A house like this probably could be built for $350 a square foot, he says, and that’s a deal when you think about the multigenerational possibilities and next-to-nothing maintenance and operational costs that come with it.

A long and storied career

The Home Run House is only the most recent example of Sellers’s zest for innovation, sustainable design, and experimentation. He has won a number of architectural awards over the years for work both in and well beyond the borders of Vermont. He was selected to the College of Fellows of the AIA in 2017, and named to Architectural Digest’s list of top 100 architects in 1991.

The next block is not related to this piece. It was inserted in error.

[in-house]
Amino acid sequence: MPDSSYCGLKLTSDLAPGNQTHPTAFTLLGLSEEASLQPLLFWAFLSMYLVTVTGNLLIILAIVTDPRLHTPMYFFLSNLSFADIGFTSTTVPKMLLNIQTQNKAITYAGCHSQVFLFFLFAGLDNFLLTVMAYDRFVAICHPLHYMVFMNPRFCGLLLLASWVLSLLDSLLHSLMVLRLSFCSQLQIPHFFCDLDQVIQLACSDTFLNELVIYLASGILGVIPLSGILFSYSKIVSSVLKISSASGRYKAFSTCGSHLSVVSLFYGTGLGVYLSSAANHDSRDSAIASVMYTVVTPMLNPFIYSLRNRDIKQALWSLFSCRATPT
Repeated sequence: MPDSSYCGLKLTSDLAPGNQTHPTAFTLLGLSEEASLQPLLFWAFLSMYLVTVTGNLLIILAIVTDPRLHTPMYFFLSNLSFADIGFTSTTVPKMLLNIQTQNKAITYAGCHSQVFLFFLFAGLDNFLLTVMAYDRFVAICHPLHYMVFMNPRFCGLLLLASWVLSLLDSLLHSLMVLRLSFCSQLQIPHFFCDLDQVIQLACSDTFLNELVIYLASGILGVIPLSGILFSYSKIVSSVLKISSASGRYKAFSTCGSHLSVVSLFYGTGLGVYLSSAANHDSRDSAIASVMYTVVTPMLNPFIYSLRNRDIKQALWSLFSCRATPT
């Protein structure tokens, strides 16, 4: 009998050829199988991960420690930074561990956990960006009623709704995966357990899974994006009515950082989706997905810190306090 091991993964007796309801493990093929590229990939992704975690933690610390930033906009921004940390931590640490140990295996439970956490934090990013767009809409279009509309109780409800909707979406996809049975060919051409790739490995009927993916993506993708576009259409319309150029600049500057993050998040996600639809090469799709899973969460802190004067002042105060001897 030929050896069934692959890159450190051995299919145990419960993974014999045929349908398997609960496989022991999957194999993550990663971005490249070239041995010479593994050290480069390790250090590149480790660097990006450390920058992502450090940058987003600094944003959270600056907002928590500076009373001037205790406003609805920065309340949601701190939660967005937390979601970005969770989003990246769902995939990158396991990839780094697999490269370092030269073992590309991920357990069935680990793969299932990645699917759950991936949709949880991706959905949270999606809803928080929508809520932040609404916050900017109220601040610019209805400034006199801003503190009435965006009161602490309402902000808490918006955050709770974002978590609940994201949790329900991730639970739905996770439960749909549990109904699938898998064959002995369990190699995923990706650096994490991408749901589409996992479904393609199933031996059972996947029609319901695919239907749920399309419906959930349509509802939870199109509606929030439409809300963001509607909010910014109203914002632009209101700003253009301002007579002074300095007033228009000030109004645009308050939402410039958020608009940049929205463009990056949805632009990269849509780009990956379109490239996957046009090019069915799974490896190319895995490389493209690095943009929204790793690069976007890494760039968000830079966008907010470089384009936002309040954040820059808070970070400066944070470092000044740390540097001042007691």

He co-founded Northwind Power in 1974, a company that went on to successfully develop wind turbines. His other ventures have included the Vermont Iron Stove Company, the Four Elements Corporation, which developed a sewage treatment system, and the Mad River Rocket Company, which makes a plastic snow sled, according to his bio at the Yestermorrow design/build school where he teaches.

Home Run House, like many projects at Prickly Mountain, is not so much a solo endeavor as it is a collaboration — and in this case it included some pretty big names: Peter Calthorpe, the San Francisco architect and urban planner; Doug Kelbaugh, former dean of the Taubman College of Architecture and Urban Planning at the University of Michigan; and Harrison Fraker, a professor of architecture and the former dean of the College of Environmental Design at the University of California Berkeley. Sellers was the lead designer.